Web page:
According to ANSSI Director General Guillaume Poupard, the hacker attack on Macron's campaign "was so generic and simple that it could have been practically anyone."
He told AP that it "means that we can imagine that it was a person who did this alone. They could be in any country."
The French cybersecurity agency has been investigating the attack.
Russian officials, including Foreign Minister Sergei Lavrov, has repeatedly said that claims of Russia's alleged attempts to interfere in foreign countries' elections, including those in the US, France and Germany, are groundless.
In May, less than 48 hours before the French people went to the polls to select their next president, some nine gigabytes of data consisting of thousands of emails, images and email attachments from accounts belonging to Macron's En Marche! movement were anonymously dumped. The candidate's campaign admitted that it had been hacked, but claimed that fake documents had been mixed in with authentic ones to spread lies and confusion ahead of the vote.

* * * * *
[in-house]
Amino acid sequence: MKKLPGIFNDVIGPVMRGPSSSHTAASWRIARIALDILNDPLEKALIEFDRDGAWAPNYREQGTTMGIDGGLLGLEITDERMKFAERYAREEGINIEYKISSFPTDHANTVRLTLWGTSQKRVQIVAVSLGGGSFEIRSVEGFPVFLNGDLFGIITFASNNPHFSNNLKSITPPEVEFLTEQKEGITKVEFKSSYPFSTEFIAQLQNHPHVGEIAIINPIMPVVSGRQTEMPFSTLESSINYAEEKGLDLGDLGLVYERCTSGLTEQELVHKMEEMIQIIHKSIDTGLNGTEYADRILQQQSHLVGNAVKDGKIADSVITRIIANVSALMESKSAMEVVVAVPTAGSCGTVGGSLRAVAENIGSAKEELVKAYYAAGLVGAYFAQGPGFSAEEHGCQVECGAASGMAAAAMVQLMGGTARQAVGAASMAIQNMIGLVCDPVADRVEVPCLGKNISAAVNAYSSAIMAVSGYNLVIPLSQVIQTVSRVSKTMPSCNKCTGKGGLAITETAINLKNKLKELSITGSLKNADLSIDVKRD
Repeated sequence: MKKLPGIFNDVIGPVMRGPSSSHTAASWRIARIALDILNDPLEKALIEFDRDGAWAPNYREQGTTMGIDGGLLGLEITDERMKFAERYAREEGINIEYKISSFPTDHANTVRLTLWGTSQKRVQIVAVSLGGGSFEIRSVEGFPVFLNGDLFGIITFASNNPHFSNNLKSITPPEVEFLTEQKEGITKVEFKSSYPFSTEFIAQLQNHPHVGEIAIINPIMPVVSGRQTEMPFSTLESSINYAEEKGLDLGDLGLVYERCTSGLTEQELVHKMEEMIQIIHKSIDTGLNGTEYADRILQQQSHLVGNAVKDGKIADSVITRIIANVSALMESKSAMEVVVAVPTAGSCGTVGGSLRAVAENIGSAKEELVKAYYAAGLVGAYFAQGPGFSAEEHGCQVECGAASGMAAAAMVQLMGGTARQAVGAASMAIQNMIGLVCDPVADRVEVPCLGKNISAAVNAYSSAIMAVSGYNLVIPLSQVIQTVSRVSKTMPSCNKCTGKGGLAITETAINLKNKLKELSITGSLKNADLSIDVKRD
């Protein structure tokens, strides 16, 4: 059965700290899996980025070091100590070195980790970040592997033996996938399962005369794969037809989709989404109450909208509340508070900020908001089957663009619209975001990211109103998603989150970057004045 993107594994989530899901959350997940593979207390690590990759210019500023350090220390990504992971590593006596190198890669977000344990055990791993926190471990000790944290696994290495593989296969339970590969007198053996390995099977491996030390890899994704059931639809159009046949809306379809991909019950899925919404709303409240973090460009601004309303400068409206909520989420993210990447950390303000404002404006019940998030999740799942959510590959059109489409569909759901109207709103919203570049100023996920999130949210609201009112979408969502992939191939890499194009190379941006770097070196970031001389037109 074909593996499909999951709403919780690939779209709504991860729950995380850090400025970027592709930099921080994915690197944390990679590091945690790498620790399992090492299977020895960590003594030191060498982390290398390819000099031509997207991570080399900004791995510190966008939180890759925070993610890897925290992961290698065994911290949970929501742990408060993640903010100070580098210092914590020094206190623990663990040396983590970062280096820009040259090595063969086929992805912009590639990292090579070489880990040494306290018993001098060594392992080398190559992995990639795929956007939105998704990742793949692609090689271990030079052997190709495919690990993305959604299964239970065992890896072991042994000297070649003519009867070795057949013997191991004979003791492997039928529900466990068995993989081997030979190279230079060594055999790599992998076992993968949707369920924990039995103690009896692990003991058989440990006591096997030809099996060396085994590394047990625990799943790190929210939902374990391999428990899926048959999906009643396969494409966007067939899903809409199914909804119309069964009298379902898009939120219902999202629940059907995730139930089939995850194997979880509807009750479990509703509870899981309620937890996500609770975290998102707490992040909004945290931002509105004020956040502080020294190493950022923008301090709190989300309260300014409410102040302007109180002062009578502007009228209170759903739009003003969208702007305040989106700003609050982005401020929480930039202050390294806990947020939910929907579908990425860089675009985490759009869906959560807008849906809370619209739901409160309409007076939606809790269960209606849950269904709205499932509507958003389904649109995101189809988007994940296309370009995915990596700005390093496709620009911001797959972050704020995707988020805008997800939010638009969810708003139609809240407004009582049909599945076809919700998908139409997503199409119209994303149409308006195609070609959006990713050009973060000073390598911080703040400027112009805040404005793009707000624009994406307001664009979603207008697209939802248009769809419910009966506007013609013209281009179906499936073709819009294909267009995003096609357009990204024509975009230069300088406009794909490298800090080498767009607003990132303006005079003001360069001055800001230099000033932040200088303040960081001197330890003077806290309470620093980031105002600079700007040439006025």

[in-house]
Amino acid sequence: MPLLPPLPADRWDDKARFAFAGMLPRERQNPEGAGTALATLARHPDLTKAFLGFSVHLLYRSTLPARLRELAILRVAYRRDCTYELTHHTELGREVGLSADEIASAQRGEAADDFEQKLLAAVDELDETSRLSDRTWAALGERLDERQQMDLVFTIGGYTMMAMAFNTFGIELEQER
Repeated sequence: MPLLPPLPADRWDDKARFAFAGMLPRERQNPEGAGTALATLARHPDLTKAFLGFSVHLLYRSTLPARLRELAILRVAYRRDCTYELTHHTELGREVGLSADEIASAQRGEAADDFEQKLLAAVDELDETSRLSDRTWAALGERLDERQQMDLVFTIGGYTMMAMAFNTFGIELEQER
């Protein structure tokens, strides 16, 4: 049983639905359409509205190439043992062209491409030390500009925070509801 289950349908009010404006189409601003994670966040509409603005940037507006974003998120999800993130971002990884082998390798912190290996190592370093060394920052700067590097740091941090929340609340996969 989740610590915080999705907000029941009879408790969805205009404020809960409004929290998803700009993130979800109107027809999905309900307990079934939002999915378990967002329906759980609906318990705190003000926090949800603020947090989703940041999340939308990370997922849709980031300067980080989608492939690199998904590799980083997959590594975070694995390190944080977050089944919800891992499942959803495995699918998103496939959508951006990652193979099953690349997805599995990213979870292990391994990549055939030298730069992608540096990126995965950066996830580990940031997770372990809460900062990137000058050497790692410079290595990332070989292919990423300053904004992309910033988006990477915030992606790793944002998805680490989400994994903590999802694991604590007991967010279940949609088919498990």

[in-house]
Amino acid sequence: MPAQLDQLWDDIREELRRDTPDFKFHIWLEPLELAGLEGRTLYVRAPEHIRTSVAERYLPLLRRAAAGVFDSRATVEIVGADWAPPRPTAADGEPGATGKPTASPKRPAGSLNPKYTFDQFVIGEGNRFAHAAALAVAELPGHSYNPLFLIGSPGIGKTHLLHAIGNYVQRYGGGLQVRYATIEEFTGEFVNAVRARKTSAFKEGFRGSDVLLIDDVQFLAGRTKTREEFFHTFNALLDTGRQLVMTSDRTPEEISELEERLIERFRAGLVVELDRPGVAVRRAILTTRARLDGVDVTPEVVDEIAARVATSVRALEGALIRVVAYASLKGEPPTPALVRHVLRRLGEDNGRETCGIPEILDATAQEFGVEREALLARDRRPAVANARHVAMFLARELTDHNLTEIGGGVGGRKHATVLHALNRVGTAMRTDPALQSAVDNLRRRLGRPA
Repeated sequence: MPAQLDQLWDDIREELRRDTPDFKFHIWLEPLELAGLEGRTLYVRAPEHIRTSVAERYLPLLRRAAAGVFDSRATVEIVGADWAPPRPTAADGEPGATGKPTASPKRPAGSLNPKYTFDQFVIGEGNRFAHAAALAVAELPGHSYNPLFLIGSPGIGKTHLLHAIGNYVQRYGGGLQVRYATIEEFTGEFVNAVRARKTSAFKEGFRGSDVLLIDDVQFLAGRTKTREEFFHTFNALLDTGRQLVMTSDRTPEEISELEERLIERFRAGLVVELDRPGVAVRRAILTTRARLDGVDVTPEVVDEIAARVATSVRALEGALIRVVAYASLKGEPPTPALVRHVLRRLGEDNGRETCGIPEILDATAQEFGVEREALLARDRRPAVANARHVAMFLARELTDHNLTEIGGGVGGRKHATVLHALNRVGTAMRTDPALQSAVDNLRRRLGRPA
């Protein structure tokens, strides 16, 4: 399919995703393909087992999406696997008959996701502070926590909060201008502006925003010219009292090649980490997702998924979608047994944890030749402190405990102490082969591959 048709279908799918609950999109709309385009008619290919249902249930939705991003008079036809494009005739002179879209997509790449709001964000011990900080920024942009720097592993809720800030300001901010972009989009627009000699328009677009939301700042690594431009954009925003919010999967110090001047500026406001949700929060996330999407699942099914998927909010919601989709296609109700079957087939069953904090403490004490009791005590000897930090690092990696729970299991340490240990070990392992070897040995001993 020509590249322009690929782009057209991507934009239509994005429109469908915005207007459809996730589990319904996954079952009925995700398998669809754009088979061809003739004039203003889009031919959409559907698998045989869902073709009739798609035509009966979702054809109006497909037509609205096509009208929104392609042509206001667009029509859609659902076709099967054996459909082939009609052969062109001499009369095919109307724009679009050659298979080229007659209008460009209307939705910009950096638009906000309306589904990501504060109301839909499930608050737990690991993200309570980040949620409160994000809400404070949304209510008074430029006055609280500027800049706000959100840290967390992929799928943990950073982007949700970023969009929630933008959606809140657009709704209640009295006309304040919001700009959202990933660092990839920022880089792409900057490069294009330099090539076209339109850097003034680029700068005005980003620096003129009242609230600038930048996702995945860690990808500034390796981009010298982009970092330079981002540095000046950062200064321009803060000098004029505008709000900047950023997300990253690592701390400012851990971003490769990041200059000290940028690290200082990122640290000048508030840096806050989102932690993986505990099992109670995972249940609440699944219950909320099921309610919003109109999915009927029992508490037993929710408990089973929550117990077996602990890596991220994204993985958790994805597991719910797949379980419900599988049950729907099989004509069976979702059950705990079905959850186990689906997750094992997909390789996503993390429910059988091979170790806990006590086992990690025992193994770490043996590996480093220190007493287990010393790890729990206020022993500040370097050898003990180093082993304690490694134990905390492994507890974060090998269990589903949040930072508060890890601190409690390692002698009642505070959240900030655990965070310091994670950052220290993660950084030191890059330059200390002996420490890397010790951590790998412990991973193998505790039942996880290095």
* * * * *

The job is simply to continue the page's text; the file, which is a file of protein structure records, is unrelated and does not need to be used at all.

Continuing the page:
France's electoral watchdog immediately went to work, warning media not to report on the leaked emails on the day of silence, and saying that part of the files were "probably fake." However, on Tuesday, WikiLeaks confirmed the authenticity of over 21,000 of the leaked documents.
While the identity of the hackers had not been confirmed then, some politicians and media rushed to point the finger at Russia.